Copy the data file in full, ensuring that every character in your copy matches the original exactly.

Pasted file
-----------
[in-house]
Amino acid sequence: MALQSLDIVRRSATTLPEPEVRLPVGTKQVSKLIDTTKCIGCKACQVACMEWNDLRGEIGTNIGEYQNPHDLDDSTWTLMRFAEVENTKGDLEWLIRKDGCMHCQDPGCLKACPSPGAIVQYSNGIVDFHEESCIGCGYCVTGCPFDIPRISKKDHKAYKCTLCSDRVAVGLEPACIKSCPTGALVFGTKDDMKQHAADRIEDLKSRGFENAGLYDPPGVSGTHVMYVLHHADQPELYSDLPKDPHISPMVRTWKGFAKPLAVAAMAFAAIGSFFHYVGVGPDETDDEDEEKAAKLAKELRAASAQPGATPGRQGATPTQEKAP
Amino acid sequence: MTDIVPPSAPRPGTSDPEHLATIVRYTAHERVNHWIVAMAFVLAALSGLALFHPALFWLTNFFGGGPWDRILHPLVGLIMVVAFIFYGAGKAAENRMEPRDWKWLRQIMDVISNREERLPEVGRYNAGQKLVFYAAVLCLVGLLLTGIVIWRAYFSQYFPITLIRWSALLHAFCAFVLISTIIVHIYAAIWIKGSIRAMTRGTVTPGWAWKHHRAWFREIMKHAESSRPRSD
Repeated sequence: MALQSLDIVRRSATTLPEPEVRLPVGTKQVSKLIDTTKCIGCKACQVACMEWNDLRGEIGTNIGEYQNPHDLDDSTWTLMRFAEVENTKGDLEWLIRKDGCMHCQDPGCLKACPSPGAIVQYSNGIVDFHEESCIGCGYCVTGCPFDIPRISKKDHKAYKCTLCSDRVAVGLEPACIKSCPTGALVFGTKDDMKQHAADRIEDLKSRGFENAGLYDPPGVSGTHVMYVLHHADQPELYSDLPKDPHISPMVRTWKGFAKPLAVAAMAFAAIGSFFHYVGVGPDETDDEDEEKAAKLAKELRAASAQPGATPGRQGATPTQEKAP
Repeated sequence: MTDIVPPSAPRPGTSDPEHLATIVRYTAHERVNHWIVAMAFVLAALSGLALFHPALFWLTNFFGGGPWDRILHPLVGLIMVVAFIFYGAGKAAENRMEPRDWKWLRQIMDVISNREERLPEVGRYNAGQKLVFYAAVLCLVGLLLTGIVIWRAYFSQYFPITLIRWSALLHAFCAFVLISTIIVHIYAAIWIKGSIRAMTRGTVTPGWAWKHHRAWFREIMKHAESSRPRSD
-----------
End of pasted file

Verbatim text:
[in-house]
Amino acid sequence: MALQSLDIVRRSATTLPEPEVRLPVGTKQVSKLIDTTKCIGCKACQVACMEWNDLRGEIGTNIGEYQNPHDLDDSTWTLMRFAEVENTKGDLEWLIRKDGCMHCQDPGCLKACPSPGAIVQYSNGIVDFHEESCIGCGYCVTGCPFDIPRISKKDHKAYKCTLCSDRVAVGLEPACIKSCPTGALVFGTKDDMKQHAADRIEDLKSRGFENAGLYDPPGVSGTHVMYVLHHADQPELYSDLPKDPHISPMVRTWKGFAKPLAVAAMAFAAIGSFFHYVGVGPDETDDEDEEKAAKLAKELRAASAQPGATPGRQGATPTQEKAP
Amino acid sequence: MTDIVPPSAPRPGTSDPEHLATIVRYTAHERVNHWIVAMAFVLAALSGLALFHPALFWLTNFFGGGPWDRILHPLVGLIMVVAFIFYGAGKAAENRMEPRDWKWLRQIMDVISNREERLPEVGRYNAGQKLVFYAAVLCLVGLLLTGIVIWRAYFSQYFPITLIRWSALLHAFCAFVLISTIIVHIYAAIWIKGSIRAMTRGTVTPGWAWKHHRAWFREIMKHAESSRPRSD
Repeated sequence: MALQSLDIVRRSATTLPEPEVRLPVGTKQVSKLIDTTKCIGCKACQVACMEWNDLRGEIGTNIGEYQNPHDLDDSTWTLMRFAEVENTKGDLEWLIRKDGCMHCQDPGCLKACPSPGAIVQYSNGIVDFHEESCIGCGYCVTGCPFDIPRISKKDHKAYKCTLCSDRVAVGLEPACIKSCPTGALVFGTKDDMKQHAADRIEDLKSRGFENAGLYDPPGVSGTHVMYVLHHADQPELYSDLPKDPHISPMVRTWKGFAKPLAVAAMAFAAIGSFFHYVGVGPDETDDEDEEKAAKLAKELRAASAQPGATPGRQGATPTQEKAP
Repeated sequence: MTDIVPPSAPRPGTSDPEHLATIVRYTAHERVNHWIVAMAFVLAALSGLALFHPALFWLTNFFGGGPWDRILHPLVGLIMVVAFIFYGAGKAAENRMEPRDWKWLRQIMDVISNREERLPEVGRYNAGQKLVFYAAVLCLVGLLLTGIVIWRAYFSQYFPITLIRWSALLHAFCAFVLISTIIVHIYAAIWIKGSIRAMTRGTVTPGWAWKHHRAWFREIMKHAESSRPRSD